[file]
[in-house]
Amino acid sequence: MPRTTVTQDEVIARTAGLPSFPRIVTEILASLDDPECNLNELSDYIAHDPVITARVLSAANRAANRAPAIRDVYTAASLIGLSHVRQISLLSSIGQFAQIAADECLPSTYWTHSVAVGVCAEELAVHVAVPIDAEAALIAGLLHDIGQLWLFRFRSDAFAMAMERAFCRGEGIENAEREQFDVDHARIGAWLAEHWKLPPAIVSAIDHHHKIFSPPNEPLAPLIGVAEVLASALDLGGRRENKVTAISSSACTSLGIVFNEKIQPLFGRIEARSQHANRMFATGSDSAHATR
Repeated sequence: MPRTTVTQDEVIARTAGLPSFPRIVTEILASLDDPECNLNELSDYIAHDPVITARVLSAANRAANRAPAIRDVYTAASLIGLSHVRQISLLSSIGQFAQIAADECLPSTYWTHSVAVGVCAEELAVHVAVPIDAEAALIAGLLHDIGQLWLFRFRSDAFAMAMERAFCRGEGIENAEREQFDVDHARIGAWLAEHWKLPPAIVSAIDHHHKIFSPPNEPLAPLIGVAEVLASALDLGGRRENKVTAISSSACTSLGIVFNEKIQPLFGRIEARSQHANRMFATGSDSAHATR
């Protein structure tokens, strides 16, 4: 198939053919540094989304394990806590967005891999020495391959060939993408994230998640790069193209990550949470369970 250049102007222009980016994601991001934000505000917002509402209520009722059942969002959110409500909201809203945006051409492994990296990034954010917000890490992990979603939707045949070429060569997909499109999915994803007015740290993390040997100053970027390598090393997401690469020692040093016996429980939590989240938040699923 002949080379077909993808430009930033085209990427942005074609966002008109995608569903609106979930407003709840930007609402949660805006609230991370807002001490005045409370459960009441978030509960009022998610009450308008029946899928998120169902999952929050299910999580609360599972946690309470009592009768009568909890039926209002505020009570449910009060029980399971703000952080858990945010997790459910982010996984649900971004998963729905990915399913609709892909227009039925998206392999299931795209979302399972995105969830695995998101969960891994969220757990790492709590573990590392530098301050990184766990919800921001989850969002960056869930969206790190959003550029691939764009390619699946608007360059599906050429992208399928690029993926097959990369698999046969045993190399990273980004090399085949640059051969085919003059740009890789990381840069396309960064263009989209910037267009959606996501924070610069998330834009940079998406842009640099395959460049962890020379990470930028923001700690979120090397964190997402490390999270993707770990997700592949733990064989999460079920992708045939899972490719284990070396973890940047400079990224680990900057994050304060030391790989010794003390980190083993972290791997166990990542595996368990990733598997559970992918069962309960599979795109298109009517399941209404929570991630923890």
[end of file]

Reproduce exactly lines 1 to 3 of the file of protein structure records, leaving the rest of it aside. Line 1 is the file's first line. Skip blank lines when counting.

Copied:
[in-house]
Amino acid sequence: MPRTTVTQDEVIARTAGLPSFPRIVTEILASLDDPECNLNELSDYIAHDPVITARVLSAANRAANRAPAIRDVYTAASLIGLSHVRQISLLSSIGQFAQIAADECLPSTYWTHSVAVGVCAEELAVHVAVPIDAEAALIAGLLHDIGQLWLFRFRSDAFAMAMERAFCRGEGIENAEREQFDVDHARIGAWLAEHWKLPPAIVSAIDHHHKIFSPPNEPLAPLIGVAEVLASALDLGGRRENKVTAISSSACTSLGIVFNEKIQPLFGRIEARSQHANRMFATGSDSAHATR
Repeated sequence: MPRTTVTQDEVIARTAGLPSFPRIVTEILASLDDPECNLNELSDYIAHDPVITARVLSAANRAANRAPAIRDVYTAASLIGLSHVRQISLLSSIGQFAQIAADECLPSTYWTHSVAVGVCAEELAVHVAVPIDAEAALIAGLLHDIGQLWLFRFRSDAFAMAMERAFCRGEGIENAEREQFDVDHARIGAWLAEHWKLPPAIVSAIDHHHKIFSPPNEPLAPLIGVAEVLASALDLGGRRENKVTAISSSACTSLGIVFNEKIQPLFGRIEARSQHANRMFATGSDSAHATR